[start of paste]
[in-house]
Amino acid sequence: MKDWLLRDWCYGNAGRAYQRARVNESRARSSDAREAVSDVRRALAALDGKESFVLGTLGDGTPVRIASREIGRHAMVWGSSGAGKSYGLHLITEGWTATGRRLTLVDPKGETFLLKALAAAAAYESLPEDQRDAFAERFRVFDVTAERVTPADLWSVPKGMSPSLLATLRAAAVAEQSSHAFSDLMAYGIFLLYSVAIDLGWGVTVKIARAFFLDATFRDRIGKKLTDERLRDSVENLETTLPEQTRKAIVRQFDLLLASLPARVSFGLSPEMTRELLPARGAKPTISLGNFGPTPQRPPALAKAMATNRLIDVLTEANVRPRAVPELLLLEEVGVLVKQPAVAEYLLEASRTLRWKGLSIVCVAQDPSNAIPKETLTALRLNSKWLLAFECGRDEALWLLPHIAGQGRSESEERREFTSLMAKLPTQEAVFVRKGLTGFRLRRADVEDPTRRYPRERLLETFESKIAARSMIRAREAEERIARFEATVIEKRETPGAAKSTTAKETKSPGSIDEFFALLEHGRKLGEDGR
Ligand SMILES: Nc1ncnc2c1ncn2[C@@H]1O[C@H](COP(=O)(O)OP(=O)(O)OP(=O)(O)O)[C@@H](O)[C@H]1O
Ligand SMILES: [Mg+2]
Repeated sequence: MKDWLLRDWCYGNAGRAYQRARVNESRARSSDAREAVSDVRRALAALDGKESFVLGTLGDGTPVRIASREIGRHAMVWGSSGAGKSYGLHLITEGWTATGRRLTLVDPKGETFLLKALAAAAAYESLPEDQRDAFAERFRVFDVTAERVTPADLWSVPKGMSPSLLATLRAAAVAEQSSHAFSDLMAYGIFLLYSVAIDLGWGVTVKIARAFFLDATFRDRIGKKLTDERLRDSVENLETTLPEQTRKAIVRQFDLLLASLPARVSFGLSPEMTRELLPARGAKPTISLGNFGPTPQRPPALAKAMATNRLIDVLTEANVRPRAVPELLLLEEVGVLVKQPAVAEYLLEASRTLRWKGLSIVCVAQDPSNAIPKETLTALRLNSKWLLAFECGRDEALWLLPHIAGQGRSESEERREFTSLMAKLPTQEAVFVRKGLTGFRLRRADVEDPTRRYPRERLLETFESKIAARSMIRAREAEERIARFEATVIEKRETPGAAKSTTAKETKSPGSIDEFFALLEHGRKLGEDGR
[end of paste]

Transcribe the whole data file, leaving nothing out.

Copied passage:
[in-house]
Amino acid sequence: MKDWLLRDWCYGNAGRAYQRARVNESRARSSDAREAVSDVRRALAALDGKESFVLGTLGDGTPVRIASREIGRHAMVWGSSGAGKSYGLHLITEGWTATGRRLTLVDPKGETFLLKALAAAAAYESLPEDQRDAFAERFRVFDVTAERVTPADLWSVPKGMSPSLLATLRAAAVAEQSSHAFSDLMAYGIFLLYSVAIDLGWGVTVKIARAFFLDATFRDRIGKKLTDERLRDSVENLETTLPEQTRKAIVRQFDLLLASLPARVSFGLSPEMTRELLPARGAKPTISLGNFGPTPQRPPALAKAMATNRLIDVLTEANVRPRAVPELLLLEEVGVLVKQPAVAEYLLEASRTLRWKGLSIVCVAQDPSNAIPKETLTALRLNSKWLLAFECGRDEALWLLPHIAGQGRSESEERREFTSLMAKLPTQEAVFVRKGLTGFRLRRADVEDPTRRYPRERLLETFESKIAARSMIRAREAEERIARFEATVIEKRETPGAAKSTTAKETKSPGSIDEFFALLEHGRKLGEDGR
Ligand SMILES: Nc1ncnc2c1ncn2[C@@H]1O[C@H](COP(=O)(O)OP(=O)(O)OP(=O)(O)O)[C@@H](O)[C@H]1O
Ligand SMILES: [Mg+2]
Repeated sequence: MKDWLLRDWCYGNAGRAYQRARVNESRARSSDAREAVSDVRRALAALDGKESFVLGTLGDGTPVRIASREIGRHAMVWGSSGAGKSYGLHLITEGWTATGRRLTLVDPKGETFLLKALAAAAAYESLPEDQRDAFAERFRVFDVTAERVTPADLWSVPKGMSPSLLATLRAAAVAEQSSHAFSDLMAYGIFLLYSVAIDLGWGVTVKIARAFFLDATFRDRIGKKLTDERLRDSVENLETTLPEQTRKAIVRQFDLLLASLPARVSFGLSPEMTRELLPARGAKPTISLGNFGPTPQRPPALAKAMATNRLIDVLTEANVRPRAVPELLLLEEVGVLVKQPAVAEYLLEASRTLRWKGLSIVCVAQDPSNAIPKETLTALRLNSKWLLAFECGRDEALWLLPHIAGQGRSESEERREFTSLMAKLPTQEAVFVRKGLTGFRLRRADVEDPTRRYPRERLLETFESKIAARSMIRAREAEERIARFEATVIEKRETPGAAKSTTAKETKSPGSIDEFFALLEHGRKLGEDGR